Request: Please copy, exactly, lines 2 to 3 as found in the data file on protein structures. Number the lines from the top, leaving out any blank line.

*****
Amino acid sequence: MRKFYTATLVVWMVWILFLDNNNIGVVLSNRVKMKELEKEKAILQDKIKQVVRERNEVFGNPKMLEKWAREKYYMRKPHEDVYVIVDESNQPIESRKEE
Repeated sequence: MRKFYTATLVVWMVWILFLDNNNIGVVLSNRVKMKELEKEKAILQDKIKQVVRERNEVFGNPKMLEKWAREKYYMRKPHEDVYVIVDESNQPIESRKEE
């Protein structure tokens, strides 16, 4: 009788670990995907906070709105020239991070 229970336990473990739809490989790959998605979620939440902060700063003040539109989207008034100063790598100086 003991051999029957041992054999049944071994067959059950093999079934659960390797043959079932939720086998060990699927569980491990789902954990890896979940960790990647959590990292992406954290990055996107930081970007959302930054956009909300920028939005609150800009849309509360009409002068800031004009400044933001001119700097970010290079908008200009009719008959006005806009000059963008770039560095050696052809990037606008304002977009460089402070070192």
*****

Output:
Repeated sequence: MRKFYTATLVVWMVWILFLDNNNIGVVLSNRVKMKELEKEKAILQDKIKQVVRERNEVFGNPKMLEKWAREKYYMRKPHEDVYVIVDESNQPIESRKEE
């Protein structure tokens, strides 16, 4: 009788670990995907906070709105020239991070 229970336990473990739809490989790959998605979620939440902060700063003040539109989207008034100063790598100086 003991051999029957041992054999049944071994067959059950093999079934659960390797043959079932939720086998060990699927569980491990789902954990890896979940960790990647959590990292992406954290990055996107930081970007959302930054956009909300920028939005609150800009849309509360009409002068800031004009400044933001001119700097970010290079908008200009009719008959006005806009000059963008770039560095050696052809990037606008304002977009460089402070070192």